by Charlene Baldridge | Theater Review
Playing at San Diego Repertory Theatre’s Space through May 10, Thomas Gibbons’ “Uncanny Valley” is an absolutely delicious play, acted superbly by Rosina Reynolds and Nick Cagle, directed astutely and with heart by Jessica Bird.
Designed to the nth, the clothes (Michelle Hunt Souza) and the set (Robin Sanford Roberts) delight the eye, especially as enhanced by lighting designer Kristin Swift Hayes and sound designer Kevin Anthenill. Souza creates the perfect shade for Reynolds’ all-weather trench coat and handbag and the perfect cut for Cagle’s suit, although they are no doubt more than slightly retro because the play takes place in “The Not Too Distant Future.”
Claire (Reynolds) is no novice at creating human intelligence; she was a pioneer and remains a leader in the field. Julian (Cagle) is her latest model, and as the play opens she is training him to see, discern individuals, and to react appropriately in social situations.
Though at first Julian has no arms and legs, Claire eventually teaches him to use those limbs as well as his limber mind. The audience on Sunday, April 19, seemed as enthralled with Julian’s development as Claire is.
The scientist is totally taken by her creation and seems to be reluctant to let him go; he has become her confidant, especially in regard to parenting. Julian, although anatomically correct, does not expect to procreate. The topics they discuss — the calculating, ambitious scientist and her calculating created being — are quandaries common to humankind. The surprises are equally human.
One surprise is caring more for Julian than for Claire, despite the problems that assail her. The playwright insists there are three Julians: the one Claire created; the one who resulted from her training; and the Julian he becomes after leaving the laboratory.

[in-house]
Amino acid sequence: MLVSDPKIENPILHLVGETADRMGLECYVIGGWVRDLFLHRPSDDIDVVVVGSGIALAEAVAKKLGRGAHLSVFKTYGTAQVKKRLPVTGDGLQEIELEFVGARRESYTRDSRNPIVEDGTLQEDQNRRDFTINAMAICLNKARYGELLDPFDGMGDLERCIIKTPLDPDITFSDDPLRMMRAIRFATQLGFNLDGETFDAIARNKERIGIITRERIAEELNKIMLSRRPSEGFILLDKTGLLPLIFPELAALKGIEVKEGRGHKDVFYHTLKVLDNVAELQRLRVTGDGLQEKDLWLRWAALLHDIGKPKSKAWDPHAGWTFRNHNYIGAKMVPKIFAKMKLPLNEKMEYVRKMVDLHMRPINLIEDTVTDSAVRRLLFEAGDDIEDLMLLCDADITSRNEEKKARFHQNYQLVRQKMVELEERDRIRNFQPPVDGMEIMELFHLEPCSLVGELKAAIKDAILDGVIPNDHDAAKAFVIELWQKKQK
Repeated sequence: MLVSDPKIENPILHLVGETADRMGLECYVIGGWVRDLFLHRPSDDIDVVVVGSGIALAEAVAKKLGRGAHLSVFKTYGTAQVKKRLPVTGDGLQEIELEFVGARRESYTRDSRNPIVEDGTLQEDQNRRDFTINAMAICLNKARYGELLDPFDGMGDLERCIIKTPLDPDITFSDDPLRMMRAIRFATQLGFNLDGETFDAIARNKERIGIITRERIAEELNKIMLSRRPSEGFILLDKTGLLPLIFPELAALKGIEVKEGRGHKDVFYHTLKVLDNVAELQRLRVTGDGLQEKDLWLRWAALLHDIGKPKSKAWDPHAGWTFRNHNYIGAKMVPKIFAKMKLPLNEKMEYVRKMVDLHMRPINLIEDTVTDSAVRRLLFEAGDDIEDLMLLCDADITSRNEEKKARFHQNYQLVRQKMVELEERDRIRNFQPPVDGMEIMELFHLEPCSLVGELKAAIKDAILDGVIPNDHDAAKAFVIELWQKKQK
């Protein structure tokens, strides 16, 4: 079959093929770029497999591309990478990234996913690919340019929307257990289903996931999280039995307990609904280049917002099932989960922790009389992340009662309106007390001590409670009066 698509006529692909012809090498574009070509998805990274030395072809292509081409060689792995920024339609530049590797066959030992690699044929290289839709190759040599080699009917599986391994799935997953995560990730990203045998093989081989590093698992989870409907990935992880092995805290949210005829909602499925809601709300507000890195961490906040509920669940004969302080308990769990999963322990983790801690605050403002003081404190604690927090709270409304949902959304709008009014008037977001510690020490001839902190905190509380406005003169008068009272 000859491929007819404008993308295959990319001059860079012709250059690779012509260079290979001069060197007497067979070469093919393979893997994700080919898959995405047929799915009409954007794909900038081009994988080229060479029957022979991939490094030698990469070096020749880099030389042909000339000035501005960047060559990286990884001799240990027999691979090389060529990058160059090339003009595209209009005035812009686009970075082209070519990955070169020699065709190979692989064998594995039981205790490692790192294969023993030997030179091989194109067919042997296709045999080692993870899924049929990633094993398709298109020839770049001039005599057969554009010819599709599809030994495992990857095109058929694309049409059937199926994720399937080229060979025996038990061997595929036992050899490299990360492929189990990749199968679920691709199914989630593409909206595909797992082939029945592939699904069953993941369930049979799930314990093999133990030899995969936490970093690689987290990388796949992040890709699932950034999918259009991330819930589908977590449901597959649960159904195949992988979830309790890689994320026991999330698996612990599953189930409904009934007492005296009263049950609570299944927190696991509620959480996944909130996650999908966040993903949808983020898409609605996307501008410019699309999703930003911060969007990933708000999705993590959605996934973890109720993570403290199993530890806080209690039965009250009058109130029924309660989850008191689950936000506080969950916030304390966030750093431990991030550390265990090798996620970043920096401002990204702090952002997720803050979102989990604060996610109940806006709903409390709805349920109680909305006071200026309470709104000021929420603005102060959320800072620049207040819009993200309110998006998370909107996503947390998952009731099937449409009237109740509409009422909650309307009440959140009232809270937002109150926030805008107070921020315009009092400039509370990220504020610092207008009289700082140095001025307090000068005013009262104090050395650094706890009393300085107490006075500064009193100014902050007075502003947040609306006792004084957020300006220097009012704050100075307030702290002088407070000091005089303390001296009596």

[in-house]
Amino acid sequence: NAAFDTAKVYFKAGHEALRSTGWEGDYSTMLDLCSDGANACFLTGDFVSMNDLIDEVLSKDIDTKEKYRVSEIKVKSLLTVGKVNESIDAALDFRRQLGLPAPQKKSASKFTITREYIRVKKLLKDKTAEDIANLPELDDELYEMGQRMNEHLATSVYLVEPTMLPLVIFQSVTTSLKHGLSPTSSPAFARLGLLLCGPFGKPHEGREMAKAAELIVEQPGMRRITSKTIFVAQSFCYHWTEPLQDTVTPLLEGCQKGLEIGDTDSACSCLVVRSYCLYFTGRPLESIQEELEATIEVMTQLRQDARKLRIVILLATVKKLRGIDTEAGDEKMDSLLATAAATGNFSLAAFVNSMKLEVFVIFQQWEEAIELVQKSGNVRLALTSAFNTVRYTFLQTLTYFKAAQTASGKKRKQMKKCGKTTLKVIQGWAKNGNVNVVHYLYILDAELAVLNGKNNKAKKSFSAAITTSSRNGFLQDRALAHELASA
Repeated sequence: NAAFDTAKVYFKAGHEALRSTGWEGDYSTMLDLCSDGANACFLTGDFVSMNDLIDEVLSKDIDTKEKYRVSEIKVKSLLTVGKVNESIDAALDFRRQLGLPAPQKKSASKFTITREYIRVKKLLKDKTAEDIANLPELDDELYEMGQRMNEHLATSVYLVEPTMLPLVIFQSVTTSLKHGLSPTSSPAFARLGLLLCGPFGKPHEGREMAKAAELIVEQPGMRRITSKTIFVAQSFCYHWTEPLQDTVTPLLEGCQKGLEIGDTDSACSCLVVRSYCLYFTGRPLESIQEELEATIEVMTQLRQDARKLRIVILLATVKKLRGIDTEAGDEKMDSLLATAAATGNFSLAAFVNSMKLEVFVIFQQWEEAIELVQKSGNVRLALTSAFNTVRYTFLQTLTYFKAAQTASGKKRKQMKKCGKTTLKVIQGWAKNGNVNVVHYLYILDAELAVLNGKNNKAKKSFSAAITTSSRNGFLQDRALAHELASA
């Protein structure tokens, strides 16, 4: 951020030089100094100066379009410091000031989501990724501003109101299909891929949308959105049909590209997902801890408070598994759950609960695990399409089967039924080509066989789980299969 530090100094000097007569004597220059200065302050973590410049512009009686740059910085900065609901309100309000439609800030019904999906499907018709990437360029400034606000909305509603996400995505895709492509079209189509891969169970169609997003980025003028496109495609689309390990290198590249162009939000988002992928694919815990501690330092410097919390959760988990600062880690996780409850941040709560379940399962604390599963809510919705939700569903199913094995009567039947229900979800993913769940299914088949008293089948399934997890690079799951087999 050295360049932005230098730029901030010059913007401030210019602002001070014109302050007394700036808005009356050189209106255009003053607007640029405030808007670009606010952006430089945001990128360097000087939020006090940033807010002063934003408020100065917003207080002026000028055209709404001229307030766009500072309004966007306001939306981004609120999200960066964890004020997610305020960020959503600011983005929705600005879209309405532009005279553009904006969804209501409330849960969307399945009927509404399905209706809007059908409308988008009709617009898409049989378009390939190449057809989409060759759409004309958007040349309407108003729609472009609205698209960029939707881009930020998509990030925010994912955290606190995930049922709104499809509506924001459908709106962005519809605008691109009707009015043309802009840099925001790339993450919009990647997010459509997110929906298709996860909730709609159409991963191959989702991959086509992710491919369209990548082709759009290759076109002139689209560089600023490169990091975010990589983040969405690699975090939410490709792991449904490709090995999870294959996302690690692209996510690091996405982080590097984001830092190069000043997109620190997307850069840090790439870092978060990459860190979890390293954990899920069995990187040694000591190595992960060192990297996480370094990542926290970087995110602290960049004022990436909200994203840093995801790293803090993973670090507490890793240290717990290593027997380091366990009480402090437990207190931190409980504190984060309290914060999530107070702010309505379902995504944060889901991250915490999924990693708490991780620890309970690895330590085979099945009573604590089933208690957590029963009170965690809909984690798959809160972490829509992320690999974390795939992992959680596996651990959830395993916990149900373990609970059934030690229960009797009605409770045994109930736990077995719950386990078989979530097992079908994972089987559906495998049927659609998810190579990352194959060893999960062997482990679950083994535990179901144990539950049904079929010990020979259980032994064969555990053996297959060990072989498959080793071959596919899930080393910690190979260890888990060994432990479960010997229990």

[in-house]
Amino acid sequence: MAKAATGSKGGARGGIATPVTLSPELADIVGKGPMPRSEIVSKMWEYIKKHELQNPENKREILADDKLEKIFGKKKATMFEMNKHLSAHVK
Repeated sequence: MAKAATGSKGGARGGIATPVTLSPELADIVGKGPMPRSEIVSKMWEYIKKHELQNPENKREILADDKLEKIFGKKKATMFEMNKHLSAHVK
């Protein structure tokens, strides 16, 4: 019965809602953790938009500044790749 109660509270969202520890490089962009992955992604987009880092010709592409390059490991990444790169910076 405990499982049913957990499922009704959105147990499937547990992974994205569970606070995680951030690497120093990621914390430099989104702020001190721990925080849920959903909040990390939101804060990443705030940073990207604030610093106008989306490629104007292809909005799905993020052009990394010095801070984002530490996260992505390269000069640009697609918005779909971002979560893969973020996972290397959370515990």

For fear of spoiling the play for you, no more will be said about the plot; however, it is not surprising that “Uncanny Valley” is such a hit around the country.
With her air of condescension, Reynolds embodies the woman who has sacrificed everything for her career. Cagle, so impressive in La Jolla Playhouse’s “Peer Gynt” a while back, uses all his mimetic and physical skills to great effect, and somehow, at the same time, manages gradually to create someone we’d like to meet and get to know.
The term “uncanny valley” — and I crib from the program notes — was coined in 1970 by Masahiro Mori to describe our strange revulsion toward things that appear nearly human, but not quite right … he realized that designing his robots to have vaguely human qualities made them more likable, but getting too close to resembling actual humans was off-putting and even disturbing.
The Rep’s production of “Uncanny Valley” — a National New Play Network rolling world premiere — makes clear why all these fears exist; moreover, it plumbs the philosophy of what it is to feel and be human.
—Charlene Baldridge has been writing about the arts since 1979. You can follow her blog at charlenebaldridge.com or reach her at firstname.lastname@example.org.